Months into this global pandemic, we’re not flying much—but when we are, as our editor-in-chief learned, it remains a fraught experience.

Airplane in a surgical mask
Anton Petrus / Getty Images

It was a necessary trip. Everyone has their own reasons for wanting to fly now, despite the complete and total lunacy of being trapped in a confined space with others whose immunological and moral complications you cannot control. My reason was a good one. I wasn’t on my way to a bacchanal, margarita in hand, or craving deep-dish pizza in Chicago. This was a family thing—which I don’t need to get into—so let’s dress up like Walter White in his meth Winnebago and marinate in airborne doom for four hours!

Here’s how I prepared, and why none of that even mattered:

I’ve written about the spread of Coronavirus, and many of you have read those stories and others. Our piece on grocery shopping under quarantine is the most read on the site in years. And if there’s one thing the Sunset audience loves more than cooking, and maybe midcentury homes and, okay, succulents and raised bed garden planters, it’s travel. So I hope this resonates.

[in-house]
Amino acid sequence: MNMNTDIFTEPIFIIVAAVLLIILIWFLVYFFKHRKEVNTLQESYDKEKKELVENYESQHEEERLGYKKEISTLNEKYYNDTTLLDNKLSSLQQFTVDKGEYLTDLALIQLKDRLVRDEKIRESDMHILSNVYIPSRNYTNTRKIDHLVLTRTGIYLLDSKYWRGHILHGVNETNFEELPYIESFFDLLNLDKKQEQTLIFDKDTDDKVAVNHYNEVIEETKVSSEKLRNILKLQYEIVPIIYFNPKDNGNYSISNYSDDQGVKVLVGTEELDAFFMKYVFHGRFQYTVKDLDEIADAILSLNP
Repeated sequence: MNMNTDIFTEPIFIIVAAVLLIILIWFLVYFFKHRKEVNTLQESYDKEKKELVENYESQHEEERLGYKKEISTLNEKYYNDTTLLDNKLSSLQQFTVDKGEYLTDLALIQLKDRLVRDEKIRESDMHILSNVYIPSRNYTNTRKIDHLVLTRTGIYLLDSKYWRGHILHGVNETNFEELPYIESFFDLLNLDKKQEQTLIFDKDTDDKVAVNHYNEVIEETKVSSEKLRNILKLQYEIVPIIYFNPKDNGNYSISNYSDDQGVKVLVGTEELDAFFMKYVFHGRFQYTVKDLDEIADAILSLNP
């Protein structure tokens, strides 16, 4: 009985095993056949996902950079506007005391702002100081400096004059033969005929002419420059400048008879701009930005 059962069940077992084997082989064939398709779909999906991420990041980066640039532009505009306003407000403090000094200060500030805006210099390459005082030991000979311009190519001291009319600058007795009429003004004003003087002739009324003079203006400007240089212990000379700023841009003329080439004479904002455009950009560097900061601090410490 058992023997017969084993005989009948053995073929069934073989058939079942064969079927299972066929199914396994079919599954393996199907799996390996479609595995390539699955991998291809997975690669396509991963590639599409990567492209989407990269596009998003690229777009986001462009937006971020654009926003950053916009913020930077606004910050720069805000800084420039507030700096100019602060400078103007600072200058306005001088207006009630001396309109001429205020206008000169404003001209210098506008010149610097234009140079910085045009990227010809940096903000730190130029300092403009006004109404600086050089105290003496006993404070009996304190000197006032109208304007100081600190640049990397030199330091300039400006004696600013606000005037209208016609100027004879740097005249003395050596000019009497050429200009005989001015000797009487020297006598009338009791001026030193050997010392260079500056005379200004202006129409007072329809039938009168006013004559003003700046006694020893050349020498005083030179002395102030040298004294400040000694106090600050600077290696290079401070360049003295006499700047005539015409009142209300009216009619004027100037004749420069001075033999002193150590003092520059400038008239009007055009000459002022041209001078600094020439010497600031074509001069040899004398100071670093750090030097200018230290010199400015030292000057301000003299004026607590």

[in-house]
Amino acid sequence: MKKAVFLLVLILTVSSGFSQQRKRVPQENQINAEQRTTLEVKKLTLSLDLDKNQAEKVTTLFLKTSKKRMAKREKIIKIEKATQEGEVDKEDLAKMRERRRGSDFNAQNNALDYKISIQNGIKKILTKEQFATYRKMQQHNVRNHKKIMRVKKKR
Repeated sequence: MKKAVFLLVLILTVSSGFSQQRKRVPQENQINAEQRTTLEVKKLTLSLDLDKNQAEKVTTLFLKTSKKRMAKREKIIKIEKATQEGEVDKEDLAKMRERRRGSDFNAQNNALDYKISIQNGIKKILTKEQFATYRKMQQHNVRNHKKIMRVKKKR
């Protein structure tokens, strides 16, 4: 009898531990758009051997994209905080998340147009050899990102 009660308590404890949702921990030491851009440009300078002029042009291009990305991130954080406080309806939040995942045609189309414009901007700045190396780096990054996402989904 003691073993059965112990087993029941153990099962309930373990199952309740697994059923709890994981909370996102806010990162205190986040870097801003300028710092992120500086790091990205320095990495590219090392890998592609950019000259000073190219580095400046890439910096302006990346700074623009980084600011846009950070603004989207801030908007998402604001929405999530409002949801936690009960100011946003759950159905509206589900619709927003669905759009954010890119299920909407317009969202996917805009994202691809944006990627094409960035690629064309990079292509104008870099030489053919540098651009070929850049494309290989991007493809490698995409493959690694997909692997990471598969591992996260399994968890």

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Back in college, I worked in a biology lab, where we used virus analogues to replicate small strings of genetic material we would then swap into oocytes in an effort to create tumor-like activity. I wasn’t very good at this, and I guess that’s why I’m here, writing to you, now. We all have our calling.

In any case, we were trying to cure cancer. And boy, did we fail. But in the process, I learned just how easy it is for a virus to exponentially replicate itself. How easy it is to contaminate samples. How furious the lab chief would get when six weeks of a study came out spoiled thanks to my mistakes.

I know a lot of us have felt like we’re overreacting. Like instead of a common bug, we’re walking around in body condoms trying to avoid deadly polonium swabbed onto door handles by Russian subversives.

As reopening has begun, we see people slowly (or, in some cases, hastily) throwing caution to the wind. And a subtle psychological effect convinces us that despite what the news and science might have to say, we sure do see a lot of people having boat parties and eating chimichangas inside that restaurant in Santa Monica.

What were we being so cautious about again?